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Boilers in oils

03 May 2013


I HAD planned to review Jerusalem: An archaeological mystery story, a documentary propounding the theory that modern research disproves the accepted story of the expulsion of Jews from their city after the AD 70 uprising, scheduled to be shown on BBC4 on Thursday of last week; but at the last minute its screening was cancelled.

The scenario of dispersion and exile plays a central part in the history of the Early Church, and it seemed likely to be well worth our attention. Why wasn't it shown? Digging around unearths a complex and unedifying story. The director, Ilan Ziv, states that his film was not archaeological, but an examination of the ideological and historical underpinnings of contemporary Middle Eastern politics, largely built on what he believes to be the myth of Jewish exile. It appears that anxiety about potential reaction drove the BBC into pusillanimous retreat.

Although it offered a similarly radical revision of accepted attitudes, less controversy will probably be engendered by The Genius of Turner: Painting the Industrial Revolution (BBC2, Friday). This proposed that we should see the great artist less as a portrayer of the grandeur of nature, and more as a man of his time, intoxicated by the technological revolution that was transforming Britain.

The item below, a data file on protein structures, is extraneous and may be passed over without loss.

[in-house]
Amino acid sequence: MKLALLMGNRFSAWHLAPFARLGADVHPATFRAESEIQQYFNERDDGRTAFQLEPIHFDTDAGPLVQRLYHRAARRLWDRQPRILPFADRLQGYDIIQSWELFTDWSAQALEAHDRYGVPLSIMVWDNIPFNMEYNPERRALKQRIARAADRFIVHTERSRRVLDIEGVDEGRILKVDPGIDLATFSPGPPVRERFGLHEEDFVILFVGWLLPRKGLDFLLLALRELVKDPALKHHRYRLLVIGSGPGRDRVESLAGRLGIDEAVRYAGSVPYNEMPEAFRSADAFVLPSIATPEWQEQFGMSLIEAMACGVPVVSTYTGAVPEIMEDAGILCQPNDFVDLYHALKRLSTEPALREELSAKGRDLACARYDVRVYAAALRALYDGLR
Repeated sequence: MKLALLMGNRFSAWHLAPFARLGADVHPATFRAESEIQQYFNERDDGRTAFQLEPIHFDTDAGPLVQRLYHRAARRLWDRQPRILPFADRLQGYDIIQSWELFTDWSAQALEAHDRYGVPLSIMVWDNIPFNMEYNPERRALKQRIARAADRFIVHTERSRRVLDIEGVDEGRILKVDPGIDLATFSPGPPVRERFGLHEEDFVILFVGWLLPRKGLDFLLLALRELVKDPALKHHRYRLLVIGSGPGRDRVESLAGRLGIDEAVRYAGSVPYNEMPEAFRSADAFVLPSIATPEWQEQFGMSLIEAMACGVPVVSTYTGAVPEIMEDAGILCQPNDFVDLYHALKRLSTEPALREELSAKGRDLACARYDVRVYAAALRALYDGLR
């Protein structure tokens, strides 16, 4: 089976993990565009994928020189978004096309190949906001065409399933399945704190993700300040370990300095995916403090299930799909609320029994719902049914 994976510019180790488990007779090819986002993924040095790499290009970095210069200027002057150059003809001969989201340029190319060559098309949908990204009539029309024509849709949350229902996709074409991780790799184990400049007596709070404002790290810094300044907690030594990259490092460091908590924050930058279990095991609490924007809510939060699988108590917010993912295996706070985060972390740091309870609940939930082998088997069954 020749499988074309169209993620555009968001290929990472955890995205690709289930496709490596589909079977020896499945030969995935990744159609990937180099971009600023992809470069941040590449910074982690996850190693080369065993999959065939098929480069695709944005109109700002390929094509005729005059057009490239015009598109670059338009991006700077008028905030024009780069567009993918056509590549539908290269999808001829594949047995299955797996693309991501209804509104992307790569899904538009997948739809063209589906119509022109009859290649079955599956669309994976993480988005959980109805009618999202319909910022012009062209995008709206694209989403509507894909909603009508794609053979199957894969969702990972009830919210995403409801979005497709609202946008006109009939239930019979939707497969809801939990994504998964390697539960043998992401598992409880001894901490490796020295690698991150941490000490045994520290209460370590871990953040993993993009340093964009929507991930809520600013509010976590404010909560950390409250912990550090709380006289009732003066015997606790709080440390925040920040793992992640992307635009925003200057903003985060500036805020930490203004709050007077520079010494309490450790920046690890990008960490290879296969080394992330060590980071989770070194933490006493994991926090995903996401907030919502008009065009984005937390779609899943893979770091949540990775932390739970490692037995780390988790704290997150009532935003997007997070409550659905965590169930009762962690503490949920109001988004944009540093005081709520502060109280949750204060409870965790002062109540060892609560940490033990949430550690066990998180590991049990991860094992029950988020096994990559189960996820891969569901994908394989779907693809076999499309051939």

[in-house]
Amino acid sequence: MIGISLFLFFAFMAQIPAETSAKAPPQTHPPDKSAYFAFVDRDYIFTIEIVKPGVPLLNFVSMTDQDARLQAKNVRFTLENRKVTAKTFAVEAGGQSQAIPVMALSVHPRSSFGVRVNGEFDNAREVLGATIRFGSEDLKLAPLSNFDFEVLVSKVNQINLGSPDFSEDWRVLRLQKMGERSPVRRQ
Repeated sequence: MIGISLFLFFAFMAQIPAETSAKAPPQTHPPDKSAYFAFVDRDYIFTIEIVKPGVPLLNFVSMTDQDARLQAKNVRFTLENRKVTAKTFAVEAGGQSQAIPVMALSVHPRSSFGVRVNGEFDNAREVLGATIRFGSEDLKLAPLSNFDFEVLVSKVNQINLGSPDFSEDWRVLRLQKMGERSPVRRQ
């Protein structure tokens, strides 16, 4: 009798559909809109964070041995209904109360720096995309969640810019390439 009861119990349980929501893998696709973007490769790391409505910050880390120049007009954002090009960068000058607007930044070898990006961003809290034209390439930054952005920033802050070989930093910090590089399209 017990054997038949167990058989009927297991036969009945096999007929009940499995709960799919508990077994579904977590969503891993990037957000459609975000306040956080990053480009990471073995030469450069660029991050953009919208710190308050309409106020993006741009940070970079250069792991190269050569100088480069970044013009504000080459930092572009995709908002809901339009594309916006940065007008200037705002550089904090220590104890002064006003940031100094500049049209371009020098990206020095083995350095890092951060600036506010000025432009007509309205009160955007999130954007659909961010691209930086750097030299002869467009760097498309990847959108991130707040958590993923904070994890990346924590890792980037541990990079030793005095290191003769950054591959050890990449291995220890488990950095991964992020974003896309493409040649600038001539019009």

It looked terrific, despite the distracting dramatic reconstructions and second-rate cartoons. The harnessing of the power of steam, the exponential leap in speed of travel on land and sea, the terrific visual effect of furnace and boiler - instead of treating these as despoilers and desecrators of the beauty of nature, Turner celebrated them with unparalleled experiment, extending the possibility of what can be done by oils on canvas.

Some of the claims seemed to me excessive - surely The Fighting Temeraire is essentially elegiac rather than a paean to the efficacy of steam tugs - yet, overall, I was persuaded. Turner showed the world a new source of the sublime not in the glories of nature, but in human industry.

More revisionism was occasioned by Rupert Murdoch: Battle with Britain (BBC2, Sunday). Murdoch has been a convenient demon king, singlehandedly coarsening and cheapening Britain's public discourse, pandering to the least discerning audience, and accumulating unchecked power and wealth.

But the thesis of this film suggested otherwise: despite the brashness and populism, Murdoch did have a sort of admirable moral purpose - to cut through what he saw as the cosy, hypocritical, old-boy network of British public life, to take seriously what ordinary people wanted, and give it to them.

It all went wrong when he allowed successive Prime Ministers to cosy up to him, desperate to win his favour - and Tony Blair was more guilty of this than Lady Thatcher ever was - so that News International became thoroughly entwined with the Establishment that Murdoch thought he was attacking. The intimacy with politicians and police encouraged his operatives to feel above the law.

To my surprise, the story felt close to a classic tragedy: a fatal flaw played out, ambition leading first to overwhelming success, then humiliating defeat.

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